This past weekend I mixed FOH audio for “Live and Let Die – A Symphonic Tribute To the Music of Paul McCartney & The Beatles” with the Fort Worth Symphony Orchestra. I made the mistake of using SM57s on the trumpets and trombones. I say “mistake” because it was very difficult to get what I needed using those mics. The rest of the orchestra was mic-ed with condensor mics with the exception of the brass (including horns).
The Shure SM57 & SM58 were both presenting to the audio world back in the 1960s when tube mixers were still in wide use. Both mics use the same capsule and have the same transformer. The real difference between then being the metal windscreen screwed onto the SM58 to make it more robust for vocal purposes.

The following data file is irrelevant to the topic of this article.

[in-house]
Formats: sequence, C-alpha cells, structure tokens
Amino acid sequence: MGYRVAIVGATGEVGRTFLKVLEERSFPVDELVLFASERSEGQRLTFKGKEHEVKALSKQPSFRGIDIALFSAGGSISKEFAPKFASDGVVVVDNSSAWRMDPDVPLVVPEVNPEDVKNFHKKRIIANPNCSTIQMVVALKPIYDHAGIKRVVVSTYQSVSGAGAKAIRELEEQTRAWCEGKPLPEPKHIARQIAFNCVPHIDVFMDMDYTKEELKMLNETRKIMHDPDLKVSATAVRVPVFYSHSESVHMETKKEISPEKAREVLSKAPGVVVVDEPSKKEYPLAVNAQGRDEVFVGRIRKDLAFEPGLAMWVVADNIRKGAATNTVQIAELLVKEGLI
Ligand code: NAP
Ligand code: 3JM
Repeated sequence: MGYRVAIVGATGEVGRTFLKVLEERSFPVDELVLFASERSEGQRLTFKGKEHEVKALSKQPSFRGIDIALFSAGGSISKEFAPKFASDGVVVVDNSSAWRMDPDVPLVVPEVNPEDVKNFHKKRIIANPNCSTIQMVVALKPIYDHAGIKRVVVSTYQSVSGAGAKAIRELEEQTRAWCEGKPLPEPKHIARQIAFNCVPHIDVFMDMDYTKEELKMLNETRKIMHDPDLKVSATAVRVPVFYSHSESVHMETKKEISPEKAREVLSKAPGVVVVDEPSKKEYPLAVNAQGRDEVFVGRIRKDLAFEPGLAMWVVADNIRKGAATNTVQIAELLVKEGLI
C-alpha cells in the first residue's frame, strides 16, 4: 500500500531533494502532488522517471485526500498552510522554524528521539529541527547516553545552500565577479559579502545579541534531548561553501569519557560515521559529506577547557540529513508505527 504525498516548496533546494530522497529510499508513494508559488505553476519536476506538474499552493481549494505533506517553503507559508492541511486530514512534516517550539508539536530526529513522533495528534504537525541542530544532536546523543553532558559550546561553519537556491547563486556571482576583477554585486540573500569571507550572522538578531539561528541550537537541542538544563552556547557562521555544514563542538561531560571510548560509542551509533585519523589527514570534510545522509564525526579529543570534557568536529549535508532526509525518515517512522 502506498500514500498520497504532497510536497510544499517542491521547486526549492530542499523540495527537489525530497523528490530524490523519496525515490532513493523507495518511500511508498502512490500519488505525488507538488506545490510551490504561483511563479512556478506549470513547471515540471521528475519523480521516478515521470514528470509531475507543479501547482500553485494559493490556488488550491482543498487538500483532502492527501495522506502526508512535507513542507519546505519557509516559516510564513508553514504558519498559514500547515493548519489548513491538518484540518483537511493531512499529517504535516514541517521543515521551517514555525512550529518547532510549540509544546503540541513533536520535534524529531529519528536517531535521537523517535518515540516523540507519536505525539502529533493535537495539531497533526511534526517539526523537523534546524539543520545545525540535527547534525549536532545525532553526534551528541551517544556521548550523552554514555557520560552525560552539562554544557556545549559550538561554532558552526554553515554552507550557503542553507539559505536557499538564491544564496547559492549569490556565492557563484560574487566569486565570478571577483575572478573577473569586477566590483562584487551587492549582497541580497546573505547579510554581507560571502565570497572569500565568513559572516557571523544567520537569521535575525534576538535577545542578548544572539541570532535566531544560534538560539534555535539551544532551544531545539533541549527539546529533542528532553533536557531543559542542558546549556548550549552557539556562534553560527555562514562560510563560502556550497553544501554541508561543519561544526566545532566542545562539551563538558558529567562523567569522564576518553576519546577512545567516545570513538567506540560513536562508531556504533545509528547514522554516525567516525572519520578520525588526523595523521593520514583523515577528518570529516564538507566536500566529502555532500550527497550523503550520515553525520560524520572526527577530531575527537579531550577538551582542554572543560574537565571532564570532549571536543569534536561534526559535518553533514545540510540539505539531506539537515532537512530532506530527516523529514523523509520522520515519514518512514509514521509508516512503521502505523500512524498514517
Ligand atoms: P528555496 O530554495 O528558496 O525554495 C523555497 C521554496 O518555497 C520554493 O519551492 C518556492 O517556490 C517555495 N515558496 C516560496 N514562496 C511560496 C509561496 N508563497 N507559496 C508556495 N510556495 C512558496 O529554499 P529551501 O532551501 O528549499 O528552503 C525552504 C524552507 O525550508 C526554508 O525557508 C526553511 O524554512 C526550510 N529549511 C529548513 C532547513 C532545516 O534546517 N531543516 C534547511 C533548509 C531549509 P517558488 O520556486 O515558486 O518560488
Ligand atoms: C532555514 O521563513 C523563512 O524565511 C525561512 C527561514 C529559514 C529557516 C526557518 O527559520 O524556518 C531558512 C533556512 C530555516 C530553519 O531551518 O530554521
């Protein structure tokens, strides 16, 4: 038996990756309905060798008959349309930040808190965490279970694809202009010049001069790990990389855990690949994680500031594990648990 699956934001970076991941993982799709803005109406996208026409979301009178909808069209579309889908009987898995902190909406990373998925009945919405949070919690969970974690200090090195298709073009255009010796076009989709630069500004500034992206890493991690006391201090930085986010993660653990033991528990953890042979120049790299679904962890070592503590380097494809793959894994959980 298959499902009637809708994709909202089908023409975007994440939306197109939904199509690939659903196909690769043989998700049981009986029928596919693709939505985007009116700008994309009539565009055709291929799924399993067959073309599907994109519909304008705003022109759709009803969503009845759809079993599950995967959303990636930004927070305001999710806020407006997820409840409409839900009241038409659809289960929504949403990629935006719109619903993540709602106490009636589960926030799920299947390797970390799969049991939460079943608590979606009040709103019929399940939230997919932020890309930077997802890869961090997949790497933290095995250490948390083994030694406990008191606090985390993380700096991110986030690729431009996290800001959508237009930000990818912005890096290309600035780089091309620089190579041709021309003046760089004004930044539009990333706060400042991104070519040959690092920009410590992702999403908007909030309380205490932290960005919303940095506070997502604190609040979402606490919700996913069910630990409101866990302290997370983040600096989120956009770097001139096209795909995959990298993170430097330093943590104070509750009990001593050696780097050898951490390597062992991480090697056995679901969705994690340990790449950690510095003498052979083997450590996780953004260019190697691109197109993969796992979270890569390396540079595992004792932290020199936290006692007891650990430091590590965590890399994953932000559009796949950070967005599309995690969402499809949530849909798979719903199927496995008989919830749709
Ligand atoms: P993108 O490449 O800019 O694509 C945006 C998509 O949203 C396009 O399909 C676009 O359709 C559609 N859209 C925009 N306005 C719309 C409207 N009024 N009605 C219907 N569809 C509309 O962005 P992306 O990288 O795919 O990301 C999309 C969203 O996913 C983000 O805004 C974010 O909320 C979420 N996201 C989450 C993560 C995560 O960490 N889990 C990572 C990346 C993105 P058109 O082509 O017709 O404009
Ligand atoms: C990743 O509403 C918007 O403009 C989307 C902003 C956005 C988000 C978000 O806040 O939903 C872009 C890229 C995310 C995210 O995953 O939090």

I came across this article which explains how preamp designs have changed over the years but in doing so have left the SM57 / SM58 mics at an impendance disadvantage.
The gist is modern preamps have standardized on an input impendance between 1500 & 2000 ohms which isn’t a good impedance match for dynamic mics which operate more efficiently driving in input impedance of around 500ohm.
Fortunately, using some inexpensive parts, one can build an XLR adapter than resolves the impendance mismatch.